The 6 Best Solar-Powered Generators of 2021

Never be powerless again thanks to these handy backups.

Our editors independently research, test, and recommend the best products; you can learn more about our review process here. We may receive commissions on purchases made from our chosen links.

The Rundown
Charge your laptop, phone, drill, coffee maker, and refrigerator all at once with the Yeti.
Weighing in at 13.3 pounds, the Jackery lets you take solar powered electricity on the go.
While many of the budget generators still cost over $200, this option comes in at under $150 and has a two-year warranty.
The Bluetti 2000W Portable Power Station can be charged five different ways and has 17 different output ports.
The simple yet solid TACKLIFE power station is an affordable, portable option.
The MAXOAK Bluetti stores plenty of power at an affordable price.

It’s always good to have a backup in life — especially when the power goes out. Gas-powered generators can do the trick, but they’re loud, emit smelly fumes, and require a place for storing gasoline safely. They also contribute to climate change.

Solar generators, on the other hand, are clean, easy to use, don't require fossil fuels, and are becoming more and more affordable as solar technology improves. They can be particularly useful in emergency situations where other fuel supplies are cut off or difficult to access. Solar generators typically capture the sun’s energy via solar panels that are sold separately, convert it into electrical power, and store it in a battery for later use.

What’s the best generator for you? First, estimate how much power you need to run appliances, laptops, and televisions in your home should a power outage occur or for whatever you’ll need to power up while you’re camping, living off the grid, or traveling in an RV. An average household refrigerator requires 100 to 400 watts. This handy calculator offers info on the watts needed to power other commonly used items.

Once you know how many watts you’ll need; consider the other features you want such as USB charging ports and rechargeable batteries. You can avoid blowing your budget by selecting a generator with features that make the unit more efficient rather than more expensive.

We researched the market to recommend the top generators that are compatible with solar panels.

Best Overall: Goal Zero Yeti 1500X Portable Power Station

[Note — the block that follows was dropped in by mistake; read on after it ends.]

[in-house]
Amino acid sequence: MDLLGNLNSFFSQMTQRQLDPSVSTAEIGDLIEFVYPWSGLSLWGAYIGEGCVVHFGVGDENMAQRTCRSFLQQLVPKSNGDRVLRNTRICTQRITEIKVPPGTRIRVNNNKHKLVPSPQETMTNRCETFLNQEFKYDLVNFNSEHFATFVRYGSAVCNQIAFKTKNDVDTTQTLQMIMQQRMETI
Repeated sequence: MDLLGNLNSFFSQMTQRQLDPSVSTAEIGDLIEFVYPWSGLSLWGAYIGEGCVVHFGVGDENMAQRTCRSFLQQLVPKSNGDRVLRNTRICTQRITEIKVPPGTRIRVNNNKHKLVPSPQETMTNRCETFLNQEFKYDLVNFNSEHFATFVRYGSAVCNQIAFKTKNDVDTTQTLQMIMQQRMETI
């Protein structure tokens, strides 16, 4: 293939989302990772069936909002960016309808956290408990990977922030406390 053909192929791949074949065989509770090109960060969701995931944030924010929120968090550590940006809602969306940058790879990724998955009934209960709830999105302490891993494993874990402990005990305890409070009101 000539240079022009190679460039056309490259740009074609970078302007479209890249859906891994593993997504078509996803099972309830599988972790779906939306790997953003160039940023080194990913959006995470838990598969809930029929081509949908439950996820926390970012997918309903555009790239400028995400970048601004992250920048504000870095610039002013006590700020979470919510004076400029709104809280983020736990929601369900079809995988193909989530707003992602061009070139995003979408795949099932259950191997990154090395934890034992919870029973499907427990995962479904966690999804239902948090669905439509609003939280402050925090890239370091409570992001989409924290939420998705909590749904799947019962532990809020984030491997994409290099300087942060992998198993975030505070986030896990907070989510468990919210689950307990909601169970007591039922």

Goal Zero Power Station

Output: 2000 watts | Weight: 43 pounds | Dimensions: 19 x 14 x 14 inches | Output Ports: 2 USB-A ports, 1 18 watt USB-C, 1 60 watt USB-C PP, 1 6mm port, 1 12 Volt (regulated), 1 12 volt HPP, 2 120 Volt AC inverters

Need to power your laptop, phone, power drill, coffee maker, and refrigerator all at once? The Goal Zero Yeti 1500x is a high-capacity power station that supplies electricity with the touch of a button or the Yeti 3.0 app. Weighing in at 43 pounds, it’s a solar option for those living the van life.

The lithium battery supplies 1500-watt hours, so you can charge your phone a hundred times or run a refrigerator for up to a day. Its industry-leading 2000-watt AC inverter is one of the most powerful on the market. The integrated MPPT charge controller increases efficiency by 30 percent when recharged with a compatible Goal Zero solar panel. Everything is backed by a two year warranty.

Best Portable: Jackery Explorer 500 Solar Portable Generator

Output: 500 Watts | Weight: 13.3 pounds | Dimensions: 11.8 x 7.6 x 9.5 inches | Output Ports: 1 AC outlet (110V 500W 1000W Peak), 3 USB ports, 2 DC ports, 1 car port

Weighing in at a relatively light 13.3 pounds, the compact, durable, and affordable Jackery Explorer 500 lets you take solar-powered electricity along on every adventure. The 500-watt inverter provides enough juice for charging multiple devices in any either of the AC or DC ports or one of the three USB ports.

It comes with a car charging cable and an AC adaptor. Like many of the solar generators in the Jackery family, the unit can be recharged from an AC wall outlet or with a Jackery SolarSaga solar panel (sold separately). The 518-watt rechargeable battery will need replacing after about 500 uses, but that’s after a lot of camping trips.

Best Budget: Jackery Explorer 160 Portable Power Station

Jackery Explorer 160 Portable Power Station

Output: 100 watts | Weight: 3.97 pounds | Dimensions: 7.4 x 4.5 x 6.7 inches | Output Ports: 1 100 watt AC outlet, 1 USB-C, 1 USB-A

While many of the budget generators still cost over $200, this affordable option from Jackery comes in at under $150 and has a two-year warranty. It’s also one of the lightest option on the market at just under 4 pounds, making it another great pick for camping or even backpacking. 

It can be charged using a solar panel, wall outlet, car outlet or electric generator. It’s great for charging your phone or camera, or running small appliances like a fan or laptop. It has a surge capacity of 150 watts, but you should avoid using it with any device that has a 100 watt or higher rating. 

Best High Capacity: Bluetti AC200P 2000WH/2000W Portable Power Station

BLUETTI 2000W Portable Power Station

Output: 2000 watts | Weight: 60.6 pounds | Dimensions: 16.5 x 11 x 15.2 inches | Output Ports: 6 110 Volt AC outlets, 1 DC 12 Volt/10A, 1 DC 12 Volt/25A, 2 DC 12 Volt/3A outlets, 4 USB-A ports, 1 USC-C port, 2 wireless charging ports

With just as many watts as our Best Overall pick, the Bluetti 2000W Portable Power Station can be charged five different ways and has 17 different output ports, each of which is covered by a high-quality dust cap. You can charge it using solar panels (not included), a via a wall outlet, car plug, using a generator, or lead acid battery. It comes with three charging cables, and a lead-acid battery charging cable can be purchased separately (view on Bluetti).